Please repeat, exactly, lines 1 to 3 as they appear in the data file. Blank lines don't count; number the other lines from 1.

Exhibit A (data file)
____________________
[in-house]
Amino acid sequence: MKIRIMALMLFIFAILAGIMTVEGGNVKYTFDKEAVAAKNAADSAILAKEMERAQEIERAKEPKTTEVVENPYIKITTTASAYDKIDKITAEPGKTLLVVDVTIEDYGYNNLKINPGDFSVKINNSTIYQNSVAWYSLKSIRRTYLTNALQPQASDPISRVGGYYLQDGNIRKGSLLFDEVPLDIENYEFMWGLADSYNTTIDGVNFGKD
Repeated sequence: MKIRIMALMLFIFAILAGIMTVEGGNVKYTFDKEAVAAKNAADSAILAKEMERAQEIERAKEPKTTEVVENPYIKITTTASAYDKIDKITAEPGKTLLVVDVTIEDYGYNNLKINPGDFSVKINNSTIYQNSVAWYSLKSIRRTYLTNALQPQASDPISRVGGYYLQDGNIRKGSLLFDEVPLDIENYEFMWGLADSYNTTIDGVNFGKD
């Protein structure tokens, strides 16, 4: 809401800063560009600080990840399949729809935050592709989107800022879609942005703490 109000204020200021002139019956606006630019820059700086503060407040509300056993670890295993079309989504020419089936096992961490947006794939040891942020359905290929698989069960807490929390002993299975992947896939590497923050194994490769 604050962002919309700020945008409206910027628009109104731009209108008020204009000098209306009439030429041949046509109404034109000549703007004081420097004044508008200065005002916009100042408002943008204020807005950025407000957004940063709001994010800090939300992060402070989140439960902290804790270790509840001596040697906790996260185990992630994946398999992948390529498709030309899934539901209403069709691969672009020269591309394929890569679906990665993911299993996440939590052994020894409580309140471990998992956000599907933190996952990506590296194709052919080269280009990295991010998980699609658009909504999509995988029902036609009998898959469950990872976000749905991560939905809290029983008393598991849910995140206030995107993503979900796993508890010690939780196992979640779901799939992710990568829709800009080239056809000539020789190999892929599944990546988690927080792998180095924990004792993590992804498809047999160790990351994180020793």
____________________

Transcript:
[in-house]
Amino acid sequence: MKIRIMALMLFIFAILAGIMTVEGGNVKYTFDKEAVAAKNAADSAILAKEMERAQEIERAKEPKTTEVVENPYIKITTTASAYDKIDKITAEPGKTLLVVDVTIEDYGYNNLKINPGDFSVKINNSTIYQNSVAWYSLKSIRRTYLTNALQPQASDPISRVGGYYLQDGNIRKGSLLFDEVPLDIENYEFMWGLADSYNTTIDGVNFGKD
Repeated sequence: MKIRIMALMLFIFAILAGIMTVEGGNVKYTFDKEAVAAKNAADSAILAKEMERAQEIERAKEPKTTEVVENPYIKITTTASAYDKIDKITAEPGKTLLVVDVTIEDYGYNNLKINPGDFSVKINNSTIYQNSVAWYSLKSIRRTYLTNALQPQASDPISRVGGYYLQDGNIRKGSLLFDEVPLDIENYEFMWGLADSYNTTIDGVNFGKD